During the initial stages of the descent Sleet could find no time for conversation, even though, as they had exited the cave up above them, his mind had been buzzing with questions. Questions that demanded urgent attention. The rocky ledge, however, was frighteningly narrow and, at times, precipitously steep, and Sleet required complete concentration and all of his nerve in order to keep placing one foot in front of the other as he clung onto the rock face to his right hand side. As he descended gradually, keeping one eye on his footing and one on Perry's back ahead of him, his lungs continued their acclimatisation with the dense air that surrounded him - almost by the minute it was becoming less and less of an issue. Very soon, he suspected, he would not be conscious of it at all. He marvelled at his body's ability to adapt as quickly as it had - not half an hour ago he had been prostrate on the floor of the cave and, seemingly, choking to death. Every so often from up ahead came the harsh hacking of the Shadow creature as it continued to expel the air of Earth from its own lungs, evidence that the transitional process was, if anything, more troublesome to them than it was to Human beings. Sleet chided himself now for his earlier reaction. He'd almost lost consciousness altogether - left himself at the complete mercy of the beasts and the unfathomable whims of Sean Perry. If only he'd begun to gulp down the gloopy substance as soon as he had fallen through the portal (as, presumably, Perry had) he would have been in much better shape, much more quickly. Still, he thought, it was pointless castigating himself now. Hindsight was a wonderful thing, after all, and it was not as if he wasn't at the mercy of these creatures anyway, whether he was fighting fit or not.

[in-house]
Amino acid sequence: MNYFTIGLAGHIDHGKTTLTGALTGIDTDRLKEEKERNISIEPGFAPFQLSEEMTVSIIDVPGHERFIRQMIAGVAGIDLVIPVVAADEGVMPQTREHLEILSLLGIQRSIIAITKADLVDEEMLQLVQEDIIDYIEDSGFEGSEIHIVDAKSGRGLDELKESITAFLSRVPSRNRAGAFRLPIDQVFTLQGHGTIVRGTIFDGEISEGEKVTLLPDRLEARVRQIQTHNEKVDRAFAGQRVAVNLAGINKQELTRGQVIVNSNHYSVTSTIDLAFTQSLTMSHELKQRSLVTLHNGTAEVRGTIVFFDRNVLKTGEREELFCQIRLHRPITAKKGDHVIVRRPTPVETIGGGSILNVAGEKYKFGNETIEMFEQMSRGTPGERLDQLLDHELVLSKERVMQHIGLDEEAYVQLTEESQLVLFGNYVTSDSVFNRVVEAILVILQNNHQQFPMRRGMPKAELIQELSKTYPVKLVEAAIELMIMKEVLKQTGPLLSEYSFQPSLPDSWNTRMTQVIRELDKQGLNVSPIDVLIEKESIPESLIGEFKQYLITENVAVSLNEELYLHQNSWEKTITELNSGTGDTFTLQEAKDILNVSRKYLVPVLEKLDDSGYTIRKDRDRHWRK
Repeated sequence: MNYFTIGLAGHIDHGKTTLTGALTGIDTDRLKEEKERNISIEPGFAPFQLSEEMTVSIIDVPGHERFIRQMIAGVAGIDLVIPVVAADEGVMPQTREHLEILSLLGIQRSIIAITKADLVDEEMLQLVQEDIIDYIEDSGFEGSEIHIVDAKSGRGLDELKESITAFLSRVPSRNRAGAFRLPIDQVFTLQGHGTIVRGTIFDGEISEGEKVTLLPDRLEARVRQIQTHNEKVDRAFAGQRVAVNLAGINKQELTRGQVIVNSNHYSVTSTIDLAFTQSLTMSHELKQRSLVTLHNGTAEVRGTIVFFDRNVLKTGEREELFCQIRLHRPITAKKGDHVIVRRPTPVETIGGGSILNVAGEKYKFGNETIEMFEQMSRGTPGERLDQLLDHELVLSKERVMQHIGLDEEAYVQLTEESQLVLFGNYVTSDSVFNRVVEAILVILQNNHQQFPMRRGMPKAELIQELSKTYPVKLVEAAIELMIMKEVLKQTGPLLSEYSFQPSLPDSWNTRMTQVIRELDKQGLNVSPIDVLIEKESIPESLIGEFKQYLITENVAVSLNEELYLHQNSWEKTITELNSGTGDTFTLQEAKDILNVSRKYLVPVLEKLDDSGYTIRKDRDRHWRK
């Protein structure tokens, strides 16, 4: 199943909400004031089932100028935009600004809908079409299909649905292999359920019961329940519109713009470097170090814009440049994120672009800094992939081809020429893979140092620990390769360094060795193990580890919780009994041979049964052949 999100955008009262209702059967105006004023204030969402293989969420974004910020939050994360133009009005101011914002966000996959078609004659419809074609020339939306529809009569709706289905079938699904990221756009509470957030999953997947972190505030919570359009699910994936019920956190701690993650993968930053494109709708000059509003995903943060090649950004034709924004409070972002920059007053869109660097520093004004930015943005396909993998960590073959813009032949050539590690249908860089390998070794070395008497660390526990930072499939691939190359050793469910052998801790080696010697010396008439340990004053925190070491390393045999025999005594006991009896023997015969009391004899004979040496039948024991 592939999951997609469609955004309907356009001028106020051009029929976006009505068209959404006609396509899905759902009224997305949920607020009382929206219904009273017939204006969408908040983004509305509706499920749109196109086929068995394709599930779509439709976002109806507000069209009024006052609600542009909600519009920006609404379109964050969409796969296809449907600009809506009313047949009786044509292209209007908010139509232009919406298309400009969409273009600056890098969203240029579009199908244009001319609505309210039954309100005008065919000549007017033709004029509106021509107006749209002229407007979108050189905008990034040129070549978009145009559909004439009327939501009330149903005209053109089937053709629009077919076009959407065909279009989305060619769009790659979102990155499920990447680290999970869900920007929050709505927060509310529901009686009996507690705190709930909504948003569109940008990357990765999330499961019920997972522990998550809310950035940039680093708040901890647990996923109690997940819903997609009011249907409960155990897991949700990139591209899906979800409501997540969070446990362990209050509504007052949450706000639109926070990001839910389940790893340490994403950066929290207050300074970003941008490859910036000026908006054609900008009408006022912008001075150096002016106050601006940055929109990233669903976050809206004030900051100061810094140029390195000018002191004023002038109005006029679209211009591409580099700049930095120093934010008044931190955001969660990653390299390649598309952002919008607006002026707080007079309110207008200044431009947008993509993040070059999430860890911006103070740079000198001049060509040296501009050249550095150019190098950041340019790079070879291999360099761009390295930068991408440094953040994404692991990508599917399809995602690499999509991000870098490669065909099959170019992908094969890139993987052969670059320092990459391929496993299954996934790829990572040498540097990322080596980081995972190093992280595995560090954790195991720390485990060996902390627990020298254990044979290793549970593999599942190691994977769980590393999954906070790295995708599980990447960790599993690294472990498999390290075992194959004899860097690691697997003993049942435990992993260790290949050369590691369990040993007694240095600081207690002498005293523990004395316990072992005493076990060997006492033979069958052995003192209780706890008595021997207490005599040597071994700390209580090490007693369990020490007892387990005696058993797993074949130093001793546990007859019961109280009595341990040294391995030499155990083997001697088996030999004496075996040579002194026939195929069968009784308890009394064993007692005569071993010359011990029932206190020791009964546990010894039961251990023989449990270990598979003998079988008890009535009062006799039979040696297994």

He slipped suddenly, cursing under his breath, as his foot lost grip on some loose scree which was sent skidding off the narrow ledge into space. He clawed at the rock-face behind him, momentarily desperate for purchase, grazing his palm in doing so, before he re-established his footing, breathing deeply, his heart pounding in his chest.
Perry turned to consider him. "You alright?" he asked.
"Yeah," Sleet grimaced back, "of course I am. I've only been kidnapped by monsters and a raving psychopath and whisked off to an alien world which has air as thick as soup. In what way could I possibly not be ‘alright'?"
"Good." Perry replied and, as if nothing Sleet had said had even registered with him, he turned about and continued the descent. Sleet mumbled an expletive which made him feel only slightly better, before carrying on himself. He started to take greater strides, this time ensuring, however, that each foot was very firmly planted before he committed his entire weight to it and, in this fashion, he found that he made better progress. The path itself was, for all its precipitous nature, well formed and, if great hulking creatures like the one than stalked up ahead of him could make their way along it on foot (and claw) then he certainly could.